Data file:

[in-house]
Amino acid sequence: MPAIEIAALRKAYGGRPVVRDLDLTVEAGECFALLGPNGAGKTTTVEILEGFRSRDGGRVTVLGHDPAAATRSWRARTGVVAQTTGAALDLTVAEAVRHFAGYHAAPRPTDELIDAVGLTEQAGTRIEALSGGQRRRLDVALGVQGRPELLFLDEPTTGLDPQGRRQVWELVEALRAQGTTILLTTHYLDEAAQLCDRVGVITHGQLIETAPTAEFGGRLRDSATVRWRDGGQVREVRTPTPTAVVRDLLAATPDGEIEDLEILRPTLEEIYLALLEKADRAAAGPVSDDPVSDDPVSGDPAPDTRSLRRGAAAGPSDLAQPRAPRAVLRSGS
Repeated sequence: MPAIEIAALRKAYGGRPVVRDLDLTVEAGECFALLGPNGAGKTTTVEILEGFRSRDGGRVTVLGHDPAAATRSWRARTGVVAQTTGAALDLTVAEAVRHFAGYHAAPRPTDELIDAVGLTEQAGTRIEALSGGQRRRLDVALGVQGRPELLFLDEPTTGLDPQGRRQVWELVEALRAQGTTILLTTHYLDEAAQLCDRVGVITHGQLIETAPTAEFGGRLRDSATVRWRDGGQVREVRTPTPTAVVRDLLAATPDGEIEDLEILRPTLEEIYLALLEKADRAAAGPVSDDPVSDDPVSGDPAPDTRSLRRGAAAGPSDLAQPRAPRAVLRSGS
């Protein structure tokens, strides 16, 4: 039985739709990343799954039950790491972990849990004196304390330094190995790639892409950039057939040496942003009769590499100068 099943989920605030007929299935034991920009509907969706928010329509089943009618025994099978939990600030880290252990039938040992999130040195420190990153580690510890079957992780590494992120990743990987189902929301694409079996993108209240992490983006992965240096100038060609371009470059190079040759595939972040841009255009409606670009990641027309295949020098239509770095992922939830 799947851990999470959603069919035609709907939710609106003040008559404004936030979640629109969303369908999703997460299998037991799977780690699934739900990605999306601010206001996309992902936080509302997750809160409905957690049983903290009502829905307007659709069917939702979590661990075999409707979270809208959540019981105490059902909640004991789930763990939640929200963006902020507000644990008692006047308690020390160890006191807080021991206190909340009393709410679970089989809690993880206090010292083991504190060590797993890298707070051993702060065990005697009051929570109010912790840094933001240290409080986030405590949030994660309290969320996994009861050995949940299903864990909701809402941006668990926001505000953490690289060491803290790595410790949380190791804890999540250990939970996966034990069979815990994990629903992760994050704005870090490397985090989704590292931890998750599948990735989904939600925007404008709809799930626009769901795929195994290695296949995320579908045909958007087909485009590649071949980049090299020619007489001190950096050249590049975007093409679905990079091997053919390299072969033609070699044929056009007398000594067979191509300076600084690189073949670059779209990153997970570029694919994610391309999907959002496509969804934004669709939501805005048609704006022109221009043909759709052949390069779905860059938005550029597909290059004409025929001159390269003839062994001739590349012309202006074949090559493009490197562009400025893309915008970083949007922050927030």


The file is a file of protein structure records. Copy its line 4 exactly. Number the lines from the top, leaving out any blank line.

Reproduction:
């Protein structure tokens, strides 16, 4: 039985739709990343799954039950790491972990849990004196304390330094190995790639892409950039057939040496942003009769590499100068 099943989920605030007929299935034991920009509907969706928010329509089943009618025994099978939990600030880290252990039938040992999130040195420190990153580690510890079957992780590494992120990743990987189902929301694409079996993108209240992490983006992965240096100038060609371009470059190079040759595939972040841009255009409606670009990641027309295949020098239509770095992922939830 799947851990999470959603069919035609709907939710609106003040008559404004936030979640629109969303369908999703997460299998037991799977780690699934739900990605999306601010206001996309992902936080509302997750809160409905957690049983903290009502829905307007659709069917939702979590661990075999409707979270809208959540019981105490059902909640004991789930763990939640929200963006902020507000644990008692006047308690020390160890006191807080021991206190909340009393709410679970089989809690993880206090010292083991504190060590797993890298707070051993702060065990005697009051929570109010912790840094933001240290409080986030405590949030994660309290969320996994009861050995949940299903864990909701809402941006668990926001505000953490690289060491803290790595410790949380190791804890999540250990939970996966034990069979815990994990629903992760994050704005870090490397985090989704590292931890998750599948990735989904939600925007404008709809799930626009769901795929195994290695296949995320579908045909958007087909485009590649071949980049090299020619007489001190950096050249590049975007093409679905990079091997053919390299072969033609070699044929056009007398000594067979191509300076600084690189073949670059779209990153997970570029694919994610391309999907959002496509969804934004669709939501805005048609704006022109221009043909759709052949390069779905860059938005550029597909290059004409025929001159390269003839062994001739590349012309202006074949090559493009490197562009400025893309915008970083949007922050927030």